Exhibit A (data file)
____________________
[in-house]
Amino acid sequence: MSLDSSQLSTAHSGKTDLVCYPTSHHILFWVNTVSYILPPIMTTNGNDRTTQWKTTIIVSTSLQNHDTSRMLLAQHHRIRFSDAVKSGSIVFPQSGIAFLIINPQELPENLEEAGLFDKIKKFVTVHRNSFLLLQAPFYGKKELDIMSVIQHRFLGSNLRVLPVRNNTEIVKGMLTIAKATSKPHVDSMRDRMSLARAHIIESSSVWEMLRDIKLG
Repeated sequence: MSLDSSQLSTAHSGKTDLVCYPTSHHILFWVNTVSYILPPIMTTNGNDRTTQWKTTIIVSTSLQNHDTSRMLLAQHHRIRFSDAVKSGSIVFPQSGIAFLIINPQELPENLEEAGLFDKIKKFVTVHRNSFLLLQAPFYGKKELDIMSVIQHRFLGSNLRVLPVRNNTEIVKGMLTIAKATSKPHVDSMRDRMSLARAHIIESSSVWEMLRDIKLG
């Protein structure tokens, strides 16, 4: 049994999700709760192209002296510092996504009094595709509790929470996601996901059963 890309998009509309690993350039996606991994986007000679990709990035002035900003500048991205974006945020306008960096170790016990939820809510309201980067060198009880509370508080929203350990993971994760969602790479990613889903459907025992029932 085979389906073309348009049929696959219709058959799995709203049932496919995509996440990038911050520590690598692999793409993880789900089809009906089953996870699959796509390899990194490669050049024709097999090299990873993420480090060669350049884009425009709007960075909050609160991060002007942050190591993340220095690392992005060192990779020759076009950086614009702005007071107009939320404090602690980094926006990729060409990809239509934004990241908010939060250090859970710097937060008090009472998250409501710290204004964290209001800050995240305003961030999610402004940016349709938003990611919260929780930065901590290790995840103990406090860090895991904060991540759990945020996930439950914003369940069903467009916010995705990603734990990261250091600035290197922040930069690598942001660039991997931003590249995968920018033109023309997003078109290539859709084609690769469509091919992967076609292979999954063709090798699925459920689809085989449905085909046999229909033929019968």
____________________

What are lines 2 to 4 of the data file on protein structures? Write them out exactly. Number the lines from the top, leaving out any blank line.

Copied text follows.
Amino acid sequence: MSLDSSQLSTAHSGKTDLVCYPTSHHILFWVNTVSYILPPIMTTNGNDRTTQWKTTIIVSTSLQNHDTSRMLLAQHHRIRFSDAVKSGSIVFPQSGIAFLIINPQELPENLEEAGLFDKIKKFVTVHRNSFLLLQAPFYGKKELDIMSVIQHRFLGSNLRVLPVRNNTEIVKGMLTIAKATSKPHVDSMRDRMSLARAHIIESSSVWEMLRDIKLG
Repeated sequence: MSLDSSQLSTAHSGKTDLVCYPTSHHILFWVNTVSYILPPIMTTNGNDRTTQWKTTIIVSTSLQNHDTSRMLLAQHHRIRFSDAVKSGSIVFPQSGIAFLIINPQELPENLEEAGLFDKIKKFVTVHRNSFLLLQAPFYGKKELDIMSVIQHRFLGSNLRVLPVRNNTEIVKGMLTIAKATSKPHVDSMRDRMSLARAHIIESSSVWEMLRDIKLG
């Protein structure tokens, strides 16, 4: 049994999700709760192209002296510092996504009094595709509790929470996601996901059963 890309998009509309690993350039996606991994986007000679990709990035002035900003500048991205974006945020306008960096170790016990939820809510309201980067060198009880509370508080929203350990993971994760969602790479990613889903459907025992029932 085979389906073309348009049929696959219709058959799995709203049932496919995509996440990038911050520590690598692999793409993880789900089809009906089953996870699959796509390899990194490669050049024709097999090299990873993420480090060669350049884009425009709007960075909050609160991060002007942050190591993340220095690392992005060192990779020759076009950086614009702005007071107009939320404090602690980094926006990729060409990809239509934004990241908010939060250090859970710097937060008090009472998250409501710290204004964290209001800050995240305003961030999610402004940016349709938003990611919260929780930065901590290790995840103990406090860090895991904060991540759990945020996930439950914003369940069903467009916010995705990603734990990261250091600035290197922040930069690598942001660039991997931003590249995968920018033109023309997003078109290539859709084609690769469509091919992967076609292979999954063709090798699925459920689809085989449905085909046999229909033929019968």